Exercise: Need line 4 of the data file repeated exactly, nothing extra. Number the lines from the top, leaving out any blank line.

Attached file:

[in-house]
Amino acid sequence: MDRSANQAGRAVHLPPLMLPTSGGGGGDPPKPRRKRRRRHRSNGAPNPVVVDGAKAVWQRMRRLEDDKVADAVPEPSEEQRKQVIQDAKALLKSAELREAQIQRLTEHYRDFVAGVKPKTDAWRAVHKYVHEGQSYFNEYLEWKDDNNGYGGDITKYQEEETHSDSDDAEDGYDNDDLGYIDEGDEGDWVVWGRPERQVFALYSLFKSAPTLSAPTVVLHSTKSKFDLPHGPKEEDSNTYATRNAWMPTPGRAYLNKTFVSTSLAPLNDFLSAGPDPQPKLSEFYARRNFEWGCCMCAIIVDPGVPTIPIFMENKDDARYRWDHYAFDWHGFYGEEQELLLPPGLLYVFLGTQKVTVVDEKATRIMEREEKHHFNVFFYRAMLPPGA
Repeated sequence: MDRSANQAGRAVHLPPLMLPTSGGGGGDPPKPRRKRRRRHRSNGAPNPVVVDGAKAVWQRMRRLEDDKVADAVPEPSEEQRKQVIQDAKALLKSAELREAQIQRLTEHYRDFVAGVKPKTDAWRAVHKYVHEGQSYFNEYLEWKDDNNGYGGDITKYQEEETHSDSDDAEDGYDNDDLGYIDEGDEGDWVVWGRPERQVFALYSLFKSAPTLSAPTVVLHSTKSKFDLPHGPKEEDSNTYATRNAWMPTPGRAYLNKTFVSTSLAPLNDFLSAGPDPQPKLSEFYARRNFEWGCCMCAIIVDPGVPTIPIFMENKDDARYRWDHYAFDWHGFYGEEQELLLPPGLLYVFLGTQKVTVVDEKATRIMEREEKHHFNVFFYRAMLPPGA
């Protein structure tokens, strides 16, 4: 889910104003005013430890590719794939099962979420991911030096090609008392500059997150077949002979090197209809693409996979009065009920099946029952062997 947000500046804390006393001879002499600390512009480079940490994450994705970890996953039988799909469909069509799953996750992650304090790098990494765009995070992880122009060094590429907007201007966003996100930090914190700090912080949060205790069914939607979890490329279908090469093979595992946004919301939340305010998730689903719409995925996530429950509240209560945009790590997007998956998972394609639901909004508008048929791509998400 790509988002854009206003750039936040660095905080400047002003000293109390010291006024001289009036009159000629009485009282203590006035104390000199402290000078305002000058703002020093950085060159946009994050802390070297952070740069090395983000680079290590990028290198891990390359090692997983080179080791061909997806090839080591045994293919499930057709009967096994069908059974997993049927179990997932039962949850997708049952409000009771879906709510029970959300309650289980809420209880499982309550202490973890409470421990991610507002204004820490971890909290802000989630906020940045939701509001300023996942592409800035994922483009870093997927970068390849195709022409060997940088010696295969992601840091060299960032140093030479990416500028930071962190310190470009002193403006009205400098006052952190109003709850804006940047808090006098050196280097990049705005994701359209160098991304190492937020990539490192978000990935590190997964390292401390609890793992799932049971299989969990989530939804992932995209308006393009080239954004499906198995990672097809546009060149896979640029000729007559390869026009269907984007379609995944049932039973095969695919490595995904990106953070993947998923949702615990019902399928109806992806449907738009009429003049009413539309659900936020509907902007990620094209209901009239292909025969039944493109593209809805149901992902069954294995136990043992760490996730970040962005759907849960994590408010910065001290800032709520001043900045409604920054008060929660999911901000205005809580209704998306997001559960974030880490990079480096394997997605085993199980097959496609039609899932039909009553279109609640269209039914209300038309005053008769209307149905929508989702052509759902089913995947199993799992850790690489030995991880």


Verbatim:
């Protein structure tokens, strides 16, 4: 889910104003005013430890590719794939099962979420991911030096090609008392500059997150077949002979090197209809693409996979009065009920099946029952062997 947000500046804390006393001879002499600390512009480079940490994450994705970890996953039988799909469909069509799953996750992650304090790098990494765009995070992880122009060094590429907007201007966003996100930090914190700090912080949060205790069914939607979890490329279908090469093979595992946004919301939340305010998730689903719409995925996530429950509240209560945009790590997007998956998972394609639901909004508008048929791509998400 790509988002854009206003750039936040660095905080400047002003000293109390010291006024001289009036009159000629009485009282203590006035104390000199402290000078305002000058703002020093950085060159946009994050802390070297952070740069090395983000680079290590990028290198891990390359090692997983080179080791061909997806090839080591045994293919499930057709009967096994069908059974997993049927179990997932039962949850997708049952409000009771879906709510029970959300309650289980809420209880499982309550202490973890409470421990991610507002204004820490971890909290802000989630906020940045939701509001300023996942592409800035994922483009870093997927970068390849195709022409060997940088010696295969992601840091060299960032140093030479990416500028930071962190310190470009002193403006009205400098006052952190109003709850804006940047808090006098050196280097990049705005994701359209160098991304190492937020990539490192978000990935590190997964390292401390609890793992799932049971299989969990989530939804992932995209308006393009080239954004499906198995990672097809546009060149896979640029000729007559390869026009269907984007379609995944049932039973095969695919490595995904990106953070993947998923949702615990019902399928109806992806449907738009009429003049009413539309659900936020509907902007990620094209209901009239292909025969039944493109593209809805149901992902069954294995136990043992760490996730970040962005759907849960994590408010910065001290800032709520001043900045409604920054008060929660999911901000205005809580209704998306997001559960974030880490990079480096394997997605085993199980097959496609039609899932039909009553279109609640269209039914209300038309005053008769209307149905929508989702052509759902089913995947199993799992850790690489030995991880």